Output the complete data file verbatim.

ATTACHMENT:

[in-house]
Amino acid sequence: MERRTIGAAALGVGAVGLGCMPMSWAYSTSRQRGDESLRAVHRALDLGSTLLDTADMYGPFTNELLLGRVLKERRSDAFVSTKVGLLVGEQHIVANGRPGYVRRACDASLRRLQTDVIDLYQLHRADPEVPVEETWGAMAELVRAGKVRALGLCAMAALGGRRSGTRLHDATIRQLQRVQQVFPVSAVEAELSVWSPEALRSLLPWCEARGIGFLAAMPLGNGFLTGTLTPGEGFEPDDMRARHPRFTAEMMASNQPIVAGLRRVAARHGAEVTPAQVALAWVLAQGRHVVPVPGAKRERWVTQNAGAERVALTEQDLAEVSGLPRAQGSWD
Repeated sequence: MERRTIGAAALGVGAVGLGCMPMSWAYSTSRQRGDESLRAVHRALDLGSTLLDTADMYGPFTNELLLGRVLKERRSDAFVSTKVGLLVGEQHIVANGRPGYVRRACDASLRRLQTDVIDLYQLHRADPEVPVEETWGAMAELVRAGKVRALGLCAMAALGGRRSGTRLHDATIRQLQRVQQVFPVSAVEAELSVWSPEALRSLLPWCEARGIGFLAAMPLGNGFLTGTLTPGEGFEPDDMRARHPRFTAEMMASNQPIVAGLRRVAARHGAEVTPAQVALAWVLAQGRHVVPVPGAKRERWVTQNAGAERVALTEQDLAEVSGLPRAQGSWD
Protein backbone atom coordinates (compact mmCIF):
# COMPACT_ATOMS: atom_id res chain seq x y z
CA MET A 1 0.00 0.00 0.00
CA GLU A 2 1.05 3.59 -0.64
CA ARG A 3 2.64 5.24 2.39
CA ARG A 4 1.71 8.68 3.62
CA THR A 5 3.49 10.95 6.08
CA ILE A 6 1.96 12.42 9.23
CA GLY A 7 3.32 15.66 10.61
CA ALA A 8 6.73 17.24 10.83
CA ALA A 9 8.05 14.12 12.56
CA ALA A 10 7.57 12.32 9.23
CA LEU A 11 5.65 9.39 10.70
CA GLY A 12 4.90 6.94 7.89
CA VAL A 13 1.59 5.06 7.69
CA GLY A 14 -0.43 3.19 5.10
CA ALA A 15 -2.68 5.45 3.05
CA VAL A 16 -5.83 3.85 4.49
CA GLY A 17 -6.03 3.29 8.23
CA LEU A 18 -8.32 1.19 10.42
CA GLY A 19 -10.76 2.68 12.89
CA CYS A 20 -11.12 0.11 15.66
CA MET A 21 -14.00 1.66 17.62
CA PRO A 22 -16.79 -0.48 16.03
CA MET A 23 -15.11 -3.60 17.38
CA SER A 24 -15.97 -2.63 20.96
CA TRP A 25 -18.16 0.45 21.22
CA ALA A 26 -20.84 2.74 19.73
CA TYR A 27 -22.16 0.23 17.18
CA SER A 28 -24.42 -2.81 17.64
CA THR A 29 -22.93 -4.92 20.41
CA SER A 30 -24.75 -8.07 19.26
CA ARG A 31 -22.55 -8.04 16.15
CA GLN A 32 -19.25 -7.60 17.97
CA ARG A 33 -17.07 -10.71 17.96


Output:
[in-house]
Amino acid sequence: MERRTIGAAALGVGAVGLGCMPMSWAYSTSRQRGDESLRAVHRALDLGSTLLDTADMYGPFTNELLLGRVLKERRSDAFVSTKVGLLVGEQHIVANGRPGYVRRACDASLRRLQTDVIDLYQLHRADPEVPVEETWGAMAELVRAGKVRALGLCAMAALGGRRSGTRLHDATIRQLQRVQQVFPVSAVEAELSVWSPEALRSLLPWCEARGIGFLAAMPLGNGFLTGTLTPGEGFEPDDMRARHPRFTAEMMASNQPIVAGLRRVAARHGAEVTPAQVALAWVLAQGRHVVPVPGAKRERWVTQNAGAERVALTEQDLAEVSGLPRAQGSWD
Repeated sequence: MERRTIGAAALGVGAVGLGCMPMSWAYSTSRQRGDESLRAVHRALDLGSTLLDTADMYGPFTNELLLGRVLKERRSDAFVSTKVGLLVGEQHIVANGRPGYVRRACDASLRRLQTDVIDLYQLHRADPEVPVEETWGAMAELVRAGKVRALGLCAMAALGGRRSGTRLHDATIRQLQRVQQVFPVSAVEAELSVWSPEALRSLLPWCEARGIGFLAAMPLGNGFLTGTLTPGEGFEPDDMRARHPRFTAEMMASNQPIVAGLRRVAARHGAEVTPAQVALAWVLAQGRHVVPVPGAKRERWVTQNAGAERVALTEQDLAEVSGLPRAQGSWD
Protein backbone atom coordinates (compact mmCIF):
# COMPACT_ATOMS: atom_id res chain seq x y z
CA MET A 1 0.00 0.00 0.00
CA GLU A 2 1.05 3.59 -0.64
CA ARG A 3 2.64 5.24 2.39
CA ARG A 4 1.71 8.68 3.62
CA THR A 5 3.49 10.95 6.08
CA ILE A 6 1.96 12.42 9.23
CA GLY A 7 3.32 15.66 10.61
CA ALA A 8 6.73 17.24 10.83
CA ALA A 9 8.05 14.12 12.56
CA ALA A 10 7.57 12.32 9.23
CA LEU A 11 5.65 9.39 10.70
CA GLY A 12 4.90 6.94 7.89
CA VAL A 13 1.59 5.06 7.69
CA GLY A 14 -0.43 3.19 5.10
CA ALA A 15 -2.68 5.45 3.05
CA VAL A 16 -5.83 3.85 4.49
CA GLY A 17 -6.03 3.29 8.23
CA LEU A 18 -8.32 1.19 10.42
CA GLY A 19 -10.76 2.68 12.89
CA CYS A 20 -11.12 0.11 15.66
CA MET A 21 -14.00 1.66 17.62
CA PRO A 22 -16.79 -0.48 16.03
CA MET A 23 -15.11 -3.60 17.38
CA SER A 24 -15.97 -2.63 20.96
CA TRP A 25 -18.16 0.45 21.22
CA ALA A 26 -20.84 2.74 19.73
CA TYR A 27 -22.16 0.23 17.18
CA SER A 28 -24.42 -2.81 17.64
CA THR A 29 -22.93 -4.92 20.41
CA SER A 30 -24.75 -8.07 19.26
CA ARG A 31 -22.55 -8.04 16.15
CA GLN A 32 -19.25 -7.60 17.97
CA ARG A 33 -17.07 -10.71 17.96